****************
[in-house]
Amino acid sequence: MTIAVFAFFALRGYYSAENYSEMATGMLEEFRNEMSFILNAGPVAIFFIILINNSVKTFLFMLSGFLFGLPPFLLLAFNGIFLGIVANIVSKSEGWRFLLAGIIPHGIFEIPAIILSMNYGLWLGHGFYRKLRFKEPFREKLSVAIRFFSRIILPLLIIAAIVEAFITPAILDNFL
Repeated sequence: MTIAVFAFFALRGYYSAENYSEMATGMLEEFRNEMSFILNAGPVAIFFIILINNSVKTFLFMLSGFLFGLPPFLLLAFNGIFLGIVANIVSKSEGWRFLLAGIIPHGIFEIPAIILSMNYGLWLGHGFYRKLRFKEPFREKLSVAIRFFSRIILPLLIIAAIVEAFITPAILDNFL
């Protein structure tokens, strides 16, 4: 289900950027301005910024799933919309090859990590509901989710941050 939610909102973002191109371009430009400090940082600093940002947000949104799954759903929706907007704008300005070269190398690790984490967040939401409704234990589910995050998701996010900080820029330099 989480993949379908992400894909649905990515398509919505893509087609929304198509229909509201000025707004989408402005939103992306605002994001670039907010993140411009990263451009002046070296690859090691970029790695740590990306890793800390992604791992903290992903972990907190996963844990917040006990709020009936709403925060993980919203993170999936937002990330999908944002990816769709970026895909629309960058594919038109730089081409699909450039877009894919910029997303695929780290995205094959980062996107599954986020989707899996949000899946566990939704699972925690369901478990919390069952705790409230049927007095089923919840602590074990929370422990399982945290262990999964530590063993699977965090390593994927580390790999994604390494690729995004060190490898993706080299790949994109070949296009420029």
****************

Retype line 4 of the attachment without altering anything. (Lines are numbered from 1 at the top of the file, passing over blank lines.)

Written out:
């Protein structure tokens, strides 16, 4: 289900950027301005910024799933919309090859990590509901989710941050 939610909102973002191109371009430009400090940082600093940002947000949104799954759903929706907007704008300005070269190398690790984490967040939401409704234990589910995050998701996010900080820029330099 989480993949379908992400894909649905990515398509919505893509087609929304198509229909509201000025707004989408402005939103992306605002994001670039907010993140411009990263451009002046070296690859090691970029790695740590990306890793800390992604791992903290992903972990907190996963844990917040006990709020009936709403925060993980919203993170999936937002990330999908944002990816769709970026895909629309960058594919038109730089081409699909450039877009894919910029997303695929780290995205094959980062996107599954986020989707899996949000899946566990939704699972925690369901478990919390069952705790409230049927007095089923919840602590074990929370422990399982945290262990999964530590063993699977965090390593994927580390790999994604390494690729995004060190490898993706080299790949994109070949296009420029």